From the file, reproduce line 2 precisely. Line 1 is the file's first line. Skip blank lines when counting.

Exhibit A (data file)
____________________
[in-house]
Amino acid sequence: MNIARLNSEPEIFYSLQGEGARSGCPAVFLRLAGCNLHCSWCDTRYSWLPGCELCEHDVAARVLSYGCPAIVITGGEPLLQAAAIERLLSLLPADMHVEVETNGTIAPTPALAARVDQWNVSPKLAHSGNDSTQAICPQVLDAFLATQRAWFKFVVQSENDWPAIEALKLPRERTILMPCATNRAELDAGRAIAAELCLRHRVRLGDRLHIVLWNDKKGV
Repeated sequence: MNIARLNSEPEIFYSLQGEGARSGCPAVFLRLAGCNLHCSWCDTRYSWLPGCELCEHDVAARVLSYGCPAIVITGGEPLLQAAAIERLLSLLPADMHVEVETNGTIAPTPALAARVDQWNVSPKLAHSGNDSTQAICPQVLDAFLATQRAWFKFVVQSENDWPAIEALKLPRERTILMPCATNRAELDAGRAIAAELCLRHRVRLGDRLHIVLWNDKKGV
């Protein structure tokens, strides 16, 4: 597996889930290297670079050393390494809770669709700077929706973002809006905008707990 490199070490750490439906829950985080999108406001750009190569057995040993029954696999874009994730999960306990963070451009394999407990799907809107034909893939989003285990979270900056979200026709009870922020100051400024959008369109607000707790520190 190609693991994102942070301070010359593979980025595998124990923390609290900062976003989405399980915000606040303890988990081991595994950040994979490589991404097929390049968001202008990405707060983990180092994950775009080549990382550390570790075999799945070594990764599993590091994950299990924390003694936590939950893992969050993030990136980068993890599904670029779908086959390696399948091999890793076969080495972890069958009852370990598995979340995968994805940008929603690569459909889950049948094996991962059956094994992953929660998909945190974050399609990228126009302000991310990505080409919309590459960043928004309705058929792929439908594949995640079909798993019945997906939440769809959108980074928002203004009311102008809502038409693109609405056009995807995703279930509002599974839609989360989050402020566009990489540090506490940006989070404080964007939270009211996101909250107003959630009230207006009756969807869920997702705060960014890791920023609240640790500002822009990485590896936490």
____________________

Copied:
Amino acid sequence: MNIARLNSEPEIFYSLQGEGARSGCPAVFLRLAGCNLHCSWCDTRYSWLPGCELCEHDVAARVLSYGCPAIVITGGEPLLQAAAIERLLSLLPADMHVEVETNGTIAPTPALAARVDQWNVSPKLAHSGNDSTQAICPQVLDAFLATQRAWFKFVVQSENDWPAIEALKLPRERTILMPCATNRAELDAGRAIAAELCLRHRVRLGDRLHIVLWNDKKGV